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When you create a new empty project, as you did in Chapter 4, a blank project appears with no tracks. No matter what you decide to do from this point forward, you need to add tracks to your project. In Cubase, tracks are just like containers. Without tracks, you won't have containers into which you can record events.
Here's a summary of what you will learn in this chapter:
Explore the different tools available in the track Inspector and Track List areas.
What track classes are and what purpose they serve.
What are the differences between MIDI and audio effects?
What are the differences between track insert and send effects?
Define the Cubase audio hierarchy in terminology and learn how it applies to your project.
Organize your project by using folder tracks.
Learn when and why you would use group tracks.
There are eight types, or classes, of tracks:
Audio tracks for audio events and automation.
MIDI tracks for MIDI events and automation.
Effects (FX) tracks for audio plug-ins that are being used in the current project by several audio tracks. Previous Cubase users will notice that this replaces the VST Send effect and VST Master effect panels.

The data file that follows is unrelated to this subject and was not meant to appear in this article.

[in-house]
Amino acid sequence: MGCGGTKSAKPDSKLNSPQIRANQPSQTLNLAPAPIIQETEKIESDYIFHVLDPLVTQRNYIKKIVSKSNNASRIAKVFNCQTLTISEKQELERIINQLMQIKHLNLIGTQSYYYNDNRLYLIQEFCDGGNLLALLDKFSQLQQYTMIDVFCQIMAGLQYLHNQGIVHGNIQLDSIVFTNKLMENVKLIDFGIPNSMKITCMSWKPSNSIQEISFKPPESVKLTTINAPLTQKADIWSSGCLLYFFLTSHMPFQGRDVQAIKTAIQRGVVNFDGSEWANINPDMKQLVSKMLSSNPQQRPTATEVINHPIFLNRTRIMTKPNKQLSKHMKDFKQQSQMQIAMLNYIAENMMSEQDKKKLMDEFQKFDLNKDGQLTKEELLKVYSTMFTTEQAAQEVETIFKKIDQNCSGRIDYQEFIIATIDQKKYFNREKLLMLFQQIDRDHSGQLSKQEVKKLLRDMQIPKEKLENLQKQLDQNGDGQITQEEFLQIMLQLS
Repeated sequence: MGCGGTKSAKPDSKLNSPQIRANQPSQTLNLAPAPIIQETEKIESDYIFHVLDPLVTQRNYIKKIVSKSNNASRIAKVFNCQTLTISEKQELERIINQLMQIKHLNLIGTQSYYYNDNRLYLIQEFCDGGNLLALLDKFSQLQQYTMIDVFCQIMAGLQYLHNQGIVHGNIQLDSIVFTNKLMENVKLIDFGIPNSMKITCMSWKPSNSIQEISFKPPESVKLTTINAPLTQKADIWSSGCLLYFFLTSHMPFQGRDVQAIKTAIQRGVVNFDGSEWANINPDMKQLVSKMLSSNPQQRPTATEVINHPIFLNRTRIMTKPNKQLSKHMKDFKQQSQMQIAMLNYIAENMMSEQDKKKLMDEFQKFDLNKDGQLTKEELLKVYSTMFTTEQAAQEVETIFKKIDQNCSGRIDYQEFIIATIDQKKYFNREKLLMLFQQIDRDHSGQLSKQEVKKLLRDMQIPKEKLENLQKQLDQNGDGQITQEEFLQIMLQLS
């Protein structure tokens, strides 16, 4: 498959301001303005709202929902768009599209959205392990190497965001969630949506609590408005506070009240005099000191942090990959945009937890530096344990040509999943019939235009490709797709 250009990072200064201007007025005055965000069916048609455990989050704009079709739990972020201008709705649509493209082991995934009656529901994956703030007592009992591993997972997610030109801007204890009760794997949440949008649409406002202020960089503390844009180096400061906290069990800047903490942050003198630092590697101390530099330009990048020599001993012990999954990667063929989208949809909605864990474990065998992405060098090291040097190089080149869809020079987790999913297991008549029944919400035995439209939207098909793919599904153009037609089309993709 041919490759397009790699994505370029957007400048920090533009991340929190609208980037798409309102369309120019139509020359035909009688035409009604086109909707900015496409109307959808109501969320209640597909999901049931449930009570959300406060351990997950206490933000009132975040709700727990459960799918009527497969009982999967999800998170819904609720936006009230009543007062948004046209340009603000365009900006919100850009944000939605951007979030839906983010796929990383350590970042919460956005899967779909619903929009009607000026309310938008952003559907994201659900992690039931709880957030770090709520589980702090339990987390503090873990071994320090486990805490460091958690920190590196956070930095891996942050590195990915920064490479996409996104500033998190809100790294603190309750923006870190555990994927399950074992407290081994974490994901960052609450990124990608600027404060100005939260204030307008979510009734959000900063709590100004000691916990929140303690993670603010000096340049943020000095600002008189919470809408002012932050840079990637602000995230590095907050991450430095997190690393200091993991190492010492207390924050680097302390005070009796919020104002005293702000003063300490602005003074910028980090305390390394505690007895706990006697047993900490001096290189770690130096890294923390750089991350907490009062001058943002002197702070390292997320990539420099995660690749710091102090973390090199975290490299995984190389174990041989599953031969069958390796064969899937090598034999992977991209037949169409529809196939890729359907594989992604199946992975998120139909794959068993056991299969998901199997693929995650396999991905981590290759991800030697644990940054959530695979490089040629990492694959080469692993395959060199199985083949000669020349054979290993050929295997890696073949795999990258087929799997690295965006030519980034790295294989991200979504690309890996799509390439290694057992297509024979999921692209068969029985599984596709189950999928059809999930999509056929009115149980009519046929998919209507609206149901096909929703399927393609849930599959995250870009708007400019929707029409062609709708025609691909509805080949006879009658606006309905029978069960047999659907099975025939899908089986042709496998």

Folder tracks to group other tracks into, such as different takes of a solo, VST instruments that are used in a project, and automation of the master bus outputs.
Group channel tracks, which group different track outputs into a single output bus channel or simply group them under a single group channel in the mixer panel. This provides a common set of controls for all the channels assigned to this group. For example, you can have all the backup singers grouped to the same group fader. When you want the background vocals to go down, you only need to reduce the level of this group fader, rather than reducing the level of all the backup singers' tracks.
Marker tracks, as you saw in Chapter 4, easily manage your Markers.
Ruler tracks (SX only) allow you to view the time displayed in more than one format simultaneously . For example, if you're working with a time-coded video project, you might need to see this timecode while you're working on cues, but also need to see where bars and beats fall to add musical events at the proper times.
Video tracks synchronize your music to a digital video file.
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